The road to Kigala was a twisting, winding track through the hills which took a couple of hours to complete, we pulled into the curio’s market to spend the last of the local currency and bought a few African masks and spoons for friends after a good hour of haggling and bargaining.

As we left the capital the heavens opened and drenched the road in front of us turning it into a puddle filled mess, it was only then that I realised it was the first real consistent, grey skied rains that I’d been in since driving through France nine months ago! Not bad going then 

Arrived at the border and did the formalities, chatted to a couple of cool guys from Jinga who I swapped details with in case I decide to call them when we arrive there. Bought our Uganda visas for $50 and drove the final 25kms to the town of Kabala, got some local currency and headed to Bunyonyi Overland camp on the shore of another great freshwater lake.

The cost of renting a room as opposed to camping was negligible so we split the cost between us and had a room overlooking the lake. Pretty tired so cooked dinner in the room to save cash and went to bed.

End of day location: Kabala, Uganda
Distance covered: 218kms

21st September 08

Date: 20th September 08
Location: Kabale, Rwanda
Weather: Started fine the chucked it down with loads of thunder…the equator rocks. 22°c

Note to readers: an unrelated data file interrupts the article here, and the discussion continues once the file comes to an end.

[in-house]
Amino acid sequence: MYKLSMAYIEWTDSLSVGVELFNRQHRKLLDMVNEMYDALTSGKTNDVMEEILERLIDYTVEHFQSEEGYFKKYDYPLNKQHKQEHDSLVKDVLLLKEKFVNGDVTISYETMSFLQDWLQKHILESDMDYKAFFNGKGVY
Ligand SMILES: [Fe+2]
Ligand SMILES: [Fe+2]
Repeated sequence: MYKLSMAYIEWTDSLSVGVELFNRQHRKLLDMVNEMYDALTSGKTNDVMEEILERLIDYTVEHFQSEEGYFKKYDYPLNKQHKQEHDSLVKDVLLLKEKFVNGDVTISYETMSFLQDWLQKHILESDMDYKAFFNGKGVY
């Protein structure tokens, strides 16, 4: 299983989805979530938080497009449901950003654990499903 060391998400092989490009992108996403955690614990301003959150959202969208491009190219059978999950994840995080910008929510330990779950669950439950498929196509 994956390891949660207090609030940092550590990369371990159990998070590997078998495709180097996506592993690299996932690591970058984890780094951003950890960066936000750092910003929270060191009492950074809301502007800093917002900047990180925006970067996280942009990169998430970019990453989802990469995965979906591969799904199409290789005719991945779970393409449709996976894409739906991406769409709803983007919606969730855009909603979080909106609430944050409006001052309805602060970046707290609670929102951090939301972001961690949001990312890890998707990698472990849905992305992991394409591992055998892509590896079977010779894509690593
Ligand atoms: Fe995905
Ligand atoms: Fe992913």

Status: Into another country today, so off we go!

Up at first light and then had a quick breakfast in yet another awesome location, although it’s a funny place this Bethanie Hotel…1970’s style décor and architecture on the shores of the lake! As we ate breakfast the local taxi boat arrived complete with singing paddler.

We visited the genocide museum in Kabala located on the site of the local church and it was a moving experience to say the least. In April 1994 11,500 people were buried in a mass grave in the site and to mark the location a monument has been erected complete with human skulls lined up in the window of it. Makes you think a bit I can tell you, its amazing how calm and welcoming the country is now which makes it so hard to understand how this atrocity happened.

The road to Kigala was a twisting, winding track through the hills which took a couple of hours to complete, we pulled into the curio’s market to spend the last of the local currency and bought a few African masks and spoons for friends after a good hour of haggling and bargaining.

As we left the capital the heavens opened and drenched the road in front of us turning it into a puddle filled mess, it was only then that I realised it was the first real consistent, grey skied rains that I’d been in since driving through France nine months ago! Not bad going then 

Arrived at the border and did the formalities, chatted to a couple of cool guys from Jinga who I swapped details with in case I decide to call them when we arrive there. Bought our Uganda visas for $50 and drove the final 25kms to the town of Kabala, got some local currency and headed to Bunyonyi Overland camp on the shore of another great freshwater lake.